A “deeply troubling” government report that ministers kept hidden for four years has revealed significant flaws at the heart of the universal credit system and how the Department for Work and Pensions (DWP) supports “vulnerable” claimants.
The report, produced in autumn 2019, concludes that the design of universal credit “is inadequate for vulnerable groups” who therefore need extra help from staff through adjustments and specialist support.
It also says the support provided by universal credit is “inconsistently effective” with some claimants “not adequately supported”, while the system for managing individual cases is described as “suboptimal”.
Its release, following a two-year freedom of information battle, comes as Disability News Service (DNS) also reports how a coroner has warned work and pensions secretary Mel Stride that he needs to take action to prevent flaws in the system leading to further deaths, following the suicide of a claimant who became overwhelmed by the universal credit application process (see separate story).
The 2019 report said universal credit’s design was “challenging” for “claimants with vulnerabilities”, such as many disabled people, care leavers and victims of domestic abuse, because it “requires behavioural and lifestyle changes which they are unable to meet”.
The authors of the 24-page report found evidence that not all frontline DWP staff were aware of some “headline policies”, which raised fears that “some claimants are not being paid their full entitlement”.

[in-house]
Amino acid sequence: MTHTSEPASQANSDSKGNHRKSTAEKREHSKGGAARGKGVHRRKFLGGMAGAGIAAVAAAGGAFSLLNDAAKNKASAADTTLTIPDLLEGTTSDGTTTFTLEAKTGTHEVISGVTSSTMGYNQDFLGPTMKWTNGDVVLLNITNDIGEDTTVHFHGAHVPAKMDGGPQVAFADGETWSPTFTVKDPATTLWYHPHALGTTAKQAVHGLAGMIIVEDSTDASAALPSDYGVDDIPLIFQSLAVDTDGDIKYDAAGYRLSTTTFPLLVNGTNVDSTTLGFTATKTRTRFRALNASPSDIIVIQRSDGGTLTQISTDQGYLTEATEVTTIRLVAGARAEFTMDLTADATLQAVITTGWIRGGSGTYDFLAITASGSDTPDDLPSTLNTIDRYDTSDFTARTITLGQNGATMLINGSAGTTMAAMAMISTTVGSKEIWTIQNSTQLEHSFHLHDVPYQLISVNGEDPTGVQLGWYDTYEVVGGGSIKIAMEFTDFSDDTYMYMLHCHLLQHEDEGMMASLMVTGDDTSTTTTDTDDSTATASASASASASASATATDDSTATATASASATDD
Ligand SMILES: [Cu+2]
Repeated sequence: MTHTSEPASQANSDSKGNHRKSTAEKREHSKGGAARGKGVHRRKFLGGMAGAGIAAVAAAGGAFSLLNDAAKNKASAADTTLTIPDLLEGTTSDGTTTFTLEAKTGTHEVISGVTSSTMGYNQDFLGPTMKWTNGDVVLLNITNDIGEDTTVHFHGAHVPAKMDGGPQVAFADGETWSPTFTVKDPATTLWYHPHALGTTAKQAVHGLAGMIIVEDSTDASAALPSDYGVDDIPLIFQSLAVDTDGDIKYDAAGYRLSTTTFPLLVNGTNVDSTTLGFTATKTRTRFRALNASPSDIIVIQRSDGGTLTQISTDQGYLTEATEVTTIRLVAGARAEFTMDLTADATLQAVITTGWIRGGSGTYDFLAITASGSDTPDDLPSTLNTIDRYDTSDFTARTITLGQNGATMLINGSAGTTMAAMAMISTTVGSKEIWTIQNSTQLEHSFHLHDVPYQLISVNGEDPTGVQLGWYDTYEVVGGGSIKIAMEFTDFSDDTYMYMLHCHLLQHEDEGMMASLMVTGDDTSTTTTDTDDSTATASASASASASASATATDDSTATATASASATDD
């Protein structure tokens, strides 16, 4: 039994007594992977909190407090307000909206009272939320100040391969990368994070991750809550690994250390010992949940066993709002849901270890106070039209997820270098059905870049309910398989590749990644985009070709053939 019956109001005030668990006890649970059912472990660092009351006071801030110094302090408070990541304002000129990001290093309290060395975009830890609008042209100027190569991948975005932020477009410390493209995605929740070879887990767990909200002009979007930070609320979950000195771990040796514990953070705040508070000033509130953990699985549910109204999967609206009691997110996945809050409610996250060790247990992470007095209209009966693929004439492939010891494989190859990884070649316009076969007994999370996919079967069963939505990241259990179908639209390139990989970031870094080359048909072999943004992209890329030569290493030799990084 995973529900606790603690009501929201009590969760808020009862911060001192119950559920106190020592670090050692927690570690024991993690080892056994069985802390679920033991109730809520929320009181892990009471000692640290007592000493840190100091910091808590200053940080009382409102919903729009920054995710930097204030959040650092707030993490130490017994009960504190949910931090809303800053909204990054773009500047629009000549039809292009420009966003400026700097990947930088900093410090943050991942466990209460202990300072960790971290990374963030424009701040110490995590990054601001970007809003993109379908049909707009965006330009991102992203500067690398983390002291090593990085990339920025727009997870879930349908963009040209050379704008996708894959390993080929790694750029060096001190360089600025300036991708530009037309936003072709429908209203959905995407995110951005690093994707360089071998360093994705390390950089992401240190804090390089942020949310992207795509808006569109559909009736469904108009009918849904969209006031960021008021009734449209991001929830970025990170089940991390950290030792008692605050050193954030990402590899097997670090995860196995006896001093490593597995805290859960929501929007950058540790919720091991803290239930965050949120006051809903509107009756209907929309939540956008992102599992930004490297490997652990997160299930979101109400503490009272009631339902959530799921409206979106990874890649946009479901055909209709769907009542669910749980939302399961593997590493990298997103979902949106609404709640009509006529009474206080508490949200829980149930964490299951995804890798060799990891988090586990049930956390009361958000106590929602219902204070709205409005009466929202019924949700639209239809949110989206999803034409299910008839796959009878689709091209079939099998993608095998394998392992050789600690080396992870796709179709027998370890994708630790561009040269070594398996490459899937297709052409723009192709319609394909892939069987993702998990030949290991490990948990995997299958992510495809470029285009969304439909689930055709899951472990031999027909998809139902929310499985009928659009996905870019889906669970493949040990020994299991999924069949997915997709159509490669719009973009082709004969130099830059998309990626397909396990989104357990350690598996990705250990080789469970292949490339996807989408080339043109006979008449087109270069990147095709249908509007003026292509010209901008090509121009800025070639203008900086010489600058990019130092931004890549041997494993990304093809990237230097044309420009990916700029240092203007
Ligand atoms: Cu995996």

DWP has been trying to prevent the release of the report by the former Prime Minister’s Implementation Unit (PMIU) since its existence was revealed in October 2021 in universal credit papers secured by campaigner John Slater.
But the information rights tribunal told DWP last month that it must release the How Effective is Support for Vulnerable Universal Credit Claimants? report.
DNS had been seeking a copy of the report since late 2021, alongside Slater and Owen Stevens, from Child Poverty Action Group.
Following the tribunal ruling, DWP has now released the report, and its contents are likely to revive concerns about the impact of universal credit on countless disabled claimants and others in vulnerable situations.
The PMIU report made it clear that the introduction of universal credit (UC) in 2013 – combining six working-age benefits into a single monthly payment through a “digital interface” – had presented “more acute challenges for some vulnerable claimants”.
It concluded: “We know that vulnerabilities can make it harder for claimants to engage with UC across their claimant journey, when making a claim, managing their claim, and managing their finances.”
Slater said that the report’s conclusion that the design of UC was “inadequate for vulnerable groups” was “deeply troubling”.
He told DNS: “The statement that UC by design is challenging for vulnerable claimants is a terrible indictment of the UC team and suggests that vulnerable claimants have been an afterthought.”
He said there was so much in the report “that should have caused the senior leaders of UC and the DWP sleepless nights”.
Although the report said DWP staff can “deliver a more tailored service” for those who need more support with their UC claims and that some of them “go beyond what is expected of them to help”, it also warned that “there is not a consistent understanding of whom this support works for”.